I haven’t traveled the entire world but just enough to have seen real poverty up close. This past week I was blessed to attend a wedding in India. I’ve read about the poverty that exists there, I’ve watched videos and read articles and imagined I was well prepared for whatever I would witness outside the palace garden wedding venue.
Then he walked up. One little boy at a Dehli train station platform walked up to our group as we waited for our train to take us to Jaipur. He made the familiar gesture of wanting food or possibly meaning money for food. He looked to be approximately 8 or 9 years old wearing a shirt that would have been better fit on a younger boy. His pants barely rose high enough and was kept on by a thin knotted rope for a belt. His teeth looked as they hadn’t seen a toothbrush in weeks if ever. My husband and others were sampling some of the food we purchased there and he offered this little guy some which he took.
It was clear then he was really wanting more and he then began the respectful sign of touching my husband’s foot after the greeting gesture placing his palms together in front of his face. He continued this a few more times and then he just stepped back and quietly watched. A few minutes went by and he then walked away only to be confronted by an older boy who was slightly better dressed who was clearly intimidating ‘our’ little guy. There was an argument or debate of sorts with hand motions pointing over towards our group. I tried to make sense of what I was seeing; was the younger working for the older and he was mad that he didn’t get money from us or did he think he did get money and was hiding it from the older boy. As I was pondering on this the younger spun around and took off running with the older in fast pursuit and within seconds they were both out of my view yet I can’t imagine he will be ever able to run out of the memory I carry from that day.
The gentle rocking of the train for the next few hours was soothing on my tired body from the journey to India yet I worked diligently to keep the tears from forming for this one little boy. I’ve seen other little ones similar in age begging in Mexico and Haiti and why I couldn’t shake the image of this one little boy? Was it because of the billions of people in this country that I imagined his fate more hopeless? As I looked into his face did I see a measure of emptiness and sadness I’ve not seen before? Was it the layers of dirt on his face or clothes that looked as though he could have worn them for the last 2 years? Why couldn’t I and why can’t I stop thinking of him…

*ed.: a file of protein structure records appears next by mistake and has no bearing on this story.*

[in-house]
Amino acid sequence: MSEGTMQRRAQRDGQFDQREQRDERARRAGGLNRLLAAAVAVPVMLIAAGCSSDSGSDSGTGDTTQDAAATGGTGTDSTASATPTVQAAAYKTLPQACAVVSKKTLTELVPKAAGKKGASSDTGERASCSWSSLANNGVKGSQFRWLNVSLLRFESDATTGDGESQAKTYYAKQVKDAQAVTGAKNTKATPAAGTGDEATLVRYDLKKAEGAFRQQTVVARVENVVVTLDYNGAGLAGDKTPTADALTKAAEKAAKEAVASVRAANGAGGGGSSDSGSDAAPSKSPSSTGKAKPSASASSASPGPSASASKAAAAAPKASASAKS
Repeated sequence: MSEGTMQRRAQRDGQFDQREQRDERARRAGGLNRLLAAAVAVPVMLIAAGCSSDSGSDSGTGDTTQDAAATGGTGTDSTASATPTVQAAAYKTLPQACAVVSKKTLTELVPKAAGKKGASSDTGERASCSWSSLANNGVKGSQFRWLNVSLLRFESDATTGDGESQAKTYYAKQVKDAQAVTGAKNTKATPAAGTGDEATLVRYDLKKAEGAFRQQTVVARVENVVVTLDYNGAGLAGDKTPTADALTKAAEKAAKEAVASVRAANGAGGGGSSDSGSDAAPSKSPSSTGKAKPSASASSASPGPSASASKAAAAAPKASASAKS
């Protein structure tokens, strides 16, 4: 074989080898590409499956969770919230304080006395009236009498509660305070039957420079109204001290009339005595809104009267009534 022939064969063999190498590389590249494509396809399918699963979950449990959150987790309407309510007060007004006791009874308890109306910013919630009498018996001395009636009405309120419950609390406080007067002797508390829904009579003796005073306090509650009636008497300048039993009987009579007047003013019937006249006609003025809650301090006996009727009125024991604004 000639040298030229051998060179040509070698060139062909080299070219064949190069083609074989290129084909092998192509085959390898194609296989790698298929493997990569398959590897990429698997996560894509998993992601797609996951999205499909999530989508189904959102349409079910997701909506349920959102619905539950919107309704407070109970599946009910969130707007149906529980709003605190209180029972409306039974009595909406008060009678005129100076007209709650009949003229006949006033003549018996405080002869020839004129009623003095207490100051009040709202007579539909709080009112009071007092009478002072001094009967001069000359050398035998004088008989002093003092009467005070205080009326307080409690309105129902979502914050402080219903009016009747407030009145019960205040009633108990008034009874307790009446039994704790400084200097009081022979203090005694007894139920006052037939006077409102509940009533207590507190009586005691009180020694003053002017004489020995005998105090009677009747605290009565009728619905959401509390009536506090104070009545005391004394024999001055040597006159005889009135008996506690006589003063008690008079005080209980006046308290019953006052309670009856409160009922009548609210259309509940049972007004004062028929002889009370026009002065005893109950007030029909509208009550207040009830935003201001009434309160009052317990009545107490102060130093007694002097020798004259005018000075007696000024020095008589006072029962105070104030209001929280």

I prayed God would deliver him; from poverty, from loneliness, that God would bring him a family to love and care for him, to wash him, clothe him and introduce him to Jesus and a place called heaven. Should we have done more for him that night? It was strongly recommended not to for the many others on the train station platform that would quickly overwhelm our group with their needs and potentially risk our safety.
As I sat on the train I recall the words that came to me as I recalled this one little boy-tortured heart- I said to myself, “my heart feels tortured”. What does that even mean other than I guess my heart aches and hurts for the pain and heartache of another to a depth that I cannot describe for reasons I do not know. I cannot change the poverty of a country much less one little boy I will never see again outside of a miracle.
So, where do I go with this tortured heart? I will continue to send my monthly donation to ‘our’ little girl we support in India knowing she is blessed to have a family, attend school and doesn’t have to beg for what she needs. I will continue to pray for our train station boy as he may be there today standing near another group gesturing his need for food and money and I will allow him to represent the pain, poverty and needs of the millions of children around the world and pray each one finds the love they deserve and meet the Savior who created them.
Having traveled into India to see the most beautiful wedding I’ve ever experienced was an amazing and memorable opportunity yet I have to somehow acknowledge the reality that poverty is real, not just in India but in every country. Flying away from Delhi seeing the brilliant beauty of city lights I know that I will never be the same for all that I just experienced. I pray for the life of one little boy somewhere down in the midst of those million lights and the millions of children he represents not only on a train station but quite possibly in my very own neighborhood…and yours.
SuAnne please send me your email address. Wrote you but couldn’t get it sent. Thought I had your email address. K
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